No Stopping the Stanford Spoilers: Since it's a nightmare for editors everywhere that the Stanford nickname be the Cardinal-not the plural-I suggest a name change, to the Spoilers. Nebraska, Cal State Fullerton, and Texas have all fallen to Stanford this season, but perhaps no two victories were more impressive than their dominating the top-ranked Arizona State Sun Devils 12-2 on Saturday and 10-2 on Sunday. Like it has been all season, the middle of the Stanford order fueled the way to the weekend win, which came without the benefit of ace Jeremy Bleich. On Friday, Stanford lost when ASU ace Mike Leake and three relievers held the middle of the Cardinal order-catcher Jason Castro, first baseman Randy Molina, center fielder Sean Ratliff, and left fielder Joey August-to a 3-for-16 night. However, as I've noted before, after Leake the Sun Devils' pitching gets decidedly weaker. On Saturday, while getting a complete game from Erik Davis, Stanford banged out 17 hits, including home runs from Castro, Molina, and Ratliff. Sunday was August's day, as he banged out three hits of his own, also scoring a pair of runs. If Stanford can survive their own regional-because at this point, they'd have to fall on their faces between now and then to avoid being awarded one-they will be the most dangerous super regional opponent out there, guaranteed.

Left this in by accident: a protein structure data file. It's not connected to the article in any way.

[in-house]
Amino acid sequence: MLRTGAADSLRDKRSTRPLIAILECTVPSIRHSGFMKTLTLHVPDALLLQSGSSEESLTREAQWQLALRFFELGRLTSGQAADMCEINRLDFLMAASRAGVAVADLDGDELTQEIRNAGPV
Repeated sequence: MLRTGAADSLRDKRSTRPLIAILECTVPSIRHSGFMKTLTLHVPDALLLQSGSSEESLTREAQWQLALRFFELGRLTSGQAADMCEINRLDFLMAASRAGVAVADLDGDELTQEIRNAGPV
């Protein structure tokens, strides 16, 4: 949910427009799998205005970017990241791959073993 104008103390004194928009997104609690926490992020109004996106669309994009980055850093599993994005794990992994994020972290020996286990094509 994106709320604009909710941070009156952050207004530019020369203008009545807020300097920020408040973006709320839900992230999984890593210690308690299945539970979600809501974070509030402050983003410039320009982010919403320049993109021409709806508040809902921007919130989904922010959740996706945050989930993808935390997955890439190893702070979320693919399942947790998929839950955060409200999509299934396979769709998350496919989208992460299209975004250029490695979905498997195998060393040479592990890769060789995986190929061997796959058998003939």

More West Coast Upsets: The parity in California means that on any given weekend pretty much any team can duplicate Stanford's spoiler role. This week it was two teams who did so, most notably Cal State Fullerton in Dave Serrano's return to Irvine, which yielded a pair of victories. On Friday, Serrano's crew ran up Scott Gorgen's pitch count, meaning that the All-American could only last six innings before coach Mike Gillespie was forced to take him out. This exposed the Anteaters' largest weakness-pitching depth-which the Titans exploited for eight runs in the final three innings. Saturday yielded a fantastic pitching matchup, as Bryce Stowell threw seven scoreless frames for Cal State, but he didn't get the win, and UC Irvine got some 12th-inning drama from center fielder Ollie Linton to even the series. On Sunday, three hits from star freshman shortstop Christian Colon highlighted Fullerton's big day at the plate, as they won the series with a 6-4 victory. Meanwhile, over in Riverside the Highlanders were putting the finishing touches on a 7-1 win to topple a slumping Long Beach State club. Riverside got a complete game from Sunday starter Paul Gargas to win the series, while Jake Thompson was roughed up for LBSU, failing to get out of the third. Since beating Harvard 15-0 on March 24, the Dirtbags are just 1-8. They have a problem-their bad run exposes their need to play at home, and it's also harming their chances at hosting their own regional. All in all, just another exciting weekend's worth of California college baseball action.